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How Blackmagic’s DaVinici Resolve helped Oscar-winning film make the grade

Another Round picked up the Oscar for Best International Film overnight, with grading carried out on DaVinci Resolve Studio

Blackmagic Design has cause for celebration today after the Bafta-winning film Another Round picked up an Oscar for Best International Film at the 93rd Academy Awards. Colourist Emil Eriksson of Zentropa Post in Copenhagen, Denmark, used Blackmagic’s DaVinci Resolve Studio to grade the film with DP Sturla Brandth Grøvlen and director Thomas Vinterberg.

Blackmagic has released an interview with the main protagonists behind the grade: Grøvlen, and Eriksson.

“The Dogme style of not too much lighting and a lot of freedom to change things around made the film perhaps not the easiest to grade in terms of continuity,” said Grøvlen. “I also went into the grade intending to reinvent the look, perhaps a little too much.

“We went too far on our first pass in terms of boosting the colour a lot. There was a little too much green and cyan. Thomas wanted it to look honest, truthful and intimate, which is the path we found.”

Grøvlen’s handheld camera style on Another Round relied on vintage Canon K35 lenses to help counter the digital cinematography. Eriksson then used DaVinci Resolve’s Stabilizer tool to correct any extreme shot movement while also blending movement back when something felt too static.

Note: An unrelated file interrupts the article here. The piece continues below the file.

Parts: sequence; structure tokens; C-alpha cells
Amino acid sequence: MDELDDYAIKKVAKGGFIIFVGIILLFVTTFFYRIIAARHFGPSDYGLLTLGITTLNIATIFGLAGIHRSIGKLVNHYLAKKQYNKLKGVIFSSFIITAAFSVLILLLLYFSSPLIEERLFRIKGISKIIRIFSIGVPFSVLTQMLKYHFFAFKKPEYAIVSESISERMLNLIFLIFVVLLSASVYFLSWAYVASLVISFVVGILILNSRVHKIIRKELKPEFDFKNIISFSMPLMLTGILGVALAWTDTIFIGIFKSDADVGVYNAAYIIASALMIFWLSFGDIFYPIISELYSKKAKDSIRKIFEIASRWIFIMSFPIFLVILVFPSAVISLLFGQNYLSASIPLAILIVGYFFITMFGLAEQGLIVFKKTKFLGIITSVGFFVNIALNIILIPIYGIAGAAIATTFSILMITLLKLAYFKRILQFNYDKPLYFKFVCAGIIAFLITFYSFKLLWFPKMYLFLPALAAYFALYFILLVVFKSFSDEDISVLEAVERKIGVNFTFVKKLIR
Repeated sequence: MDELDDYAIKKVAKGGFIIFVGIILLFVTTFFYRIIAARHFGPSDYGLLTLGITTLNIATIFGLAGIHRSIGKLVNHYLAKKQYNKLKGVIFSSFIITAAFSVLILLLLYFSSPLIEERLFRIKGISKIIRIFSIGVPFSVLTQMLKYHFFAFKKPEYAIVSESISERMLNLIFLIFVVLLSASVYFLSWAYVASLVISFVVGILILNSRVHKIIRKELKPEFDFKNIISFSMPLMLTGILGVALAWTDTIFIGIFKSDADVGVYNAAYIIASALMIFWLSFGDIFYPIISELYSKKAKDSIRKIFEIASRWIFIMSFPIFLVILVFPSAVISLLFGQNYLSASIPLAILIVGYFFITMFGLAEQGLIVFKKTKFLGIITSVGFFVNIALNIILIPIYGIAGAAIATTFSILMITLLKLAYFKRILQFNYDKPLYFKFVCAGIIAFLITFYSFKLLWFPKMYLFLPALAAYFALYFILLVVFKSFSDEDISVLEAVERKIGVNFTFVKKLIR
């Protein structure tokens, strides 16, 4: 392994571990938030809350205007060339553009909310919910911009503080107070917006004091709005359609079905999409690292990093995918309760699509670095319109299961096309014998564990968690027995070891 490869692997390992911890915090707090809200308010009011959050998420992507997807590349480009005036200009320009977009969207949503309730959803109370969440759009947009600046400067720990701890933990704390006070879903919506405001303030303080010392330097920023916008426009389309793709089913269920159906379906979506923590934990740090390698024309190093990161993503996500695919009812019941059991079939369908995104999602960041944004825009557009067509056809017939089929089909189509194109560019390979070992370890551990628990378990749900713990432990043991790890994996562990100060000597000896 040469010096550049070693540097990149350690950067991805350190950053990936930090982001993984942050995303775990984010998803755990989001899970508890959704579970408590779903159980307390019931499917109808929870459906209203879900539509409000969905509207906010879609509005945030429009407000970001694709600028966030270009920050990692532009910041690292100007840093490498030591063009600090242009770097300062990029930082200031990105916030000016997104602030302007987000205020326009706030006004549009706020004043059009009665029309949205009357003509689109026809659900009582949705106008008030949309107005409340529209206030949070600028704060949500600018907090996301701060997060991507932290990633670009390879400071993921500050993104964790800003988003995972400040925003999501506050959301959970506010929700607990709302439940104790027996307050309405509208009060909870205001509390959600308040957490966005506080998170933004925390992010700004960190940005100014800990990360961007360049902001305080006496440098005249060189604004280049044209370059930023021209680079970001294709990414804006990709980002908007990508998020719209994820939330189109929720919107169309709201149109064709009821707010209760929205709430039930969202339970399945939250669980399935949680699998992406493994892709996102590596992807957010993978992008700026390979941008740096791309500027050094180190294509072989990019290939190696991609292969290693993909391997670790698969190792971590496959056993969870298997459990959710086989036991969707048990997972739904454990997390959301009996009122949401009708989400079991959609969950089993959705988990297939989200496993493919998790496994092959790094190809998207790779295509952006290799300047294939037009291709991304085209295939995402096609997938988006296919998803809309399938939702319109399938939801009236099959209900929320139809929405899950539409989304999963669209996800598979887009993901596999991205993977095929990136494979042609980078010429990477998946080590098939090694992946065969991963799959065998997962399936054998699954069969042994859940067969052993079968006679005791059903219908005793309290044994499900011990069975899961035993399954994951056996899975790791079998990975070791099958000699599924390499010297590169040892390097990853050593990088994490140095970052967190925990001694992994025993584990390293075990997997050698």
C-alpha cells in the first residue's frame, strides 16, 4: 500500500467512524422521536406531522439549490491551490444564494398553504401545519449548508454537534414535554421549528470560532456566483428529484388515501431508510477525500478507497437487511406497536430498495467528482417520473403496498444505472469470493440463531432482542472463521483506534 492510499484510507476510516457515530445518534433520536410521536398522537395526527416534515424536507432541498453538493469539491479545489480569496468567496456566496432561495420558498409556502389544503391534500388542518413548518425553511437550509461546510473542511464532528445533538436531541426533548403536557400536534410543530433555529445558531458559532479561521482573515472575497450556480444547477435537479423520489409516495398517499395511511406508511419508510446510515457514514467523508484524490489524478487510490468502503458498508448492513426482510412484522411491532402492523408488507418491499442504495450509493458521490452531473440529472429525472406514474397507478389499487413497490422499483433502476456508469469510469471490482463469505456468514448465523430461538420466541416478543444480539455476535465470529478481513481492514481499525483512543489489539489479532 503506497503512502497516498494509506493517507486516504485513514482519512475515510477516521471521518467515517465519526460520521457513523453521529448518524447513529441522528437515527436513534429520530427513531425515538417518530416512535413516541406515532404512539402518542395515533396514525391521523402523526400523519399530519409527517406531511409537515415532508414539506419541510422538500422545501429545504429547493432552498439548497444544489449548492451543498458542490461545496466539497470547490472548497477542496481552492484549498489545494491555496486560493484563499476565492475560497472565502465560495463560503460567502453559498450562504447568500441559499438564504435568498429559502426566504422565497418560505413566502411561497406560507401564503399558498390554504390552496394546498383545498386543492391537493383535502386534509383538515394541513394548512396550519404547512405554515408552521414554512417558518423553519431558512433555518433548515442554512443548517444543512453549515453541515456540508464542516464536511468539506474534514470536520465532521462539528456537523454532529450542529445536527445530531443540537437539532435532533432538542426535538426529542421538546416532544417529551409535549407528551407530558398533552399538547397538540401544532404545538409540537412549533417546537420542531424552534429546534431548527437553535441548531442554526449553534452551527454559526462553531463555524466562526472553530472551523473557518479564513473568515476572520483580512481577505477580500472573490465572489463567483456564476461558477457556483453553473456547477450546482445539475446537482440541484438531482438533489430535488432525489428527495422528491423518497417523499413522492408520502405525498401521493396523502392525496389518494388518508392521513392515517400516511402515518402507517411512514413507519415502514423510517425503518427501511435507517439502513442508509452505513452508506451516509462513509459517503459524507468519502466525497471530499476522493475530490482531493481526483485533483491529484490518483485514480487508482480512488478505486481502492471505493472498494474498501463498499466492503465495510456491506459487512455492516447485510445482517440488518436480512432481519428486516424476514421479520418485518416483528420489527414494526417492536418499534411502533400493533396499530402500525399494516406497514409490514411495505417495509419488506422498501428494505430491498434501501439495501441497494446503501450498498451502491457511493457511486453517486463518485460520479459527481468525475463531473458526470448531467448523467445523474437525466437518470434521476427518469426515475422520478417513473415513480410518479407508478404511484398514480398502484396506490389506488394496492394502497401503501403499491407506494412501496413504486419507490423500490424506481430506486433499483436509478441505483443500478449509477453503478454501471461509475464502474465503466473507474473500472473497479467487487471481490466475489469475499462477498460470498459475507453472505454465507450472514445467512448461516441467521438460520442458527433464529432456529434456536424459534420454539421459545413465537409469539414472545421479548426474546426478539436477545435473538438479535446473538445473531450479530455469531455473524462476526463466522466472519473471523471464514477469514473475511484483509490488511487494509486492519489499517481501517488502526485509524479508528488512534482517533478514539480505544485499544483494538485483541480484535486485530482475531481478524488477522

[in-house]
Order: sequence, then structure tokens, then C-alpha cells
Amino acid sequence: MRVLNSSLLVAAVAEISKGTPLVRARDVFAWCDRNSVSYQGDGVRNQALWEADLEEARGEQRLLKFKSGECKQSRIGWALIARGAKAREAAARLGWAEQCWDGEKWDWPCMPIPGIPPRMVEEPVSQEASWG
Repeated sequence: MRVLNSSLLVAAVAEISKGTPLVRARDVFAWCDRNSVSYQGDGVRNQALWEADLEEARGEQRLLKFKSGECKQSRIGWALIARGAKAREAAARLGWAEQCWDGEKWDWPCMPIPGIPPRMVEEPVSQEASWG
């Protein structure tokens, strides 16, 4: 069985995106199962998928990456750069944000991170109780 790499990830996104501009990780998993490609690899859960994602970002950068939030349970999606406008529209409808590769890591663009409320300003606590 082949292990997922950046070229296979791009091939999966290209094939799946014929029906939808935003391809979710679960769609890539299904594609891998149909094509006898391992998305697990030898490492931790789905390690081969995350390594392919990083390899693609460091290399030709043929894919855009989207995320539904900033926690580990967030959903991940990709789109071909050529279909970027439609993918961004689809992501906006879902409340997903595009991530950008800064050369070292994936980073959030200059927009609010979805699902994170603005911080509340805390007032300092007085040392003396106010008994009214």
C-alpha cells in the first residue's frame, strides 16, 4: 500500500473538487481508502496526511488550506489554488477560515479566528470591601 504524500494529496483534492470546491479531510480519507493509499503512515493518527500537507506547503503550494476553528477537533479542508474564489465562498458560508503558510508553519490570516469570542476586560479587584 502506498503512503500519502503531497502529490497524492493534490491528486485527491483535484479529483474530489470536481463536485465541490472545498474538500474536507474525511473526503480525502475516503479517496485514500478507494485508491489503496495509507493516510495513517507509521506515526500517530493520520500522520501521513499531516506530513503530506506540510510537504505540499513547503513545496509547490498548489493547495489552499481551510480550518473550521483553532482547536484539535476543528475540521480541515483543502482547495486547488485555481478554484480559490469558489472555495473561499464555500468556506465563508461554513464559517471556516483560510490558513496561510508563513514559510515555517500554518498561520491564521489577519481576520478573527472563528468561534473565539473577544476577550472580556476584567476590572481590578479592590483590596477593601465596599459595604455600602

“Some shots were too static and felt out of context with the rest of the scene. These were primarily wide shots that Sturla had filmed on a tripod. To address that, we’d then reintroduce some shake,” Eriksson explained.

“I would go into a clip that we liked, track that movement and then place it on to the static shot. It’s not a camera shake plug-in, as that would feel wrong. Instead, I take a tracker window, invert the tracking data and paste it on in the Stabilizer.

“There was a little inconsistency with the skin tones which I remedied using the logarithmic tools, which I love, where I could keep the exposure in the faces. Sturla shot the film with a beautiful contrast quality and it allowed me to use the contrast boost controls and the contrast pop plug-in, which with you can change the contrast in the blacks for instance and also match the contrast you have elsewhere.”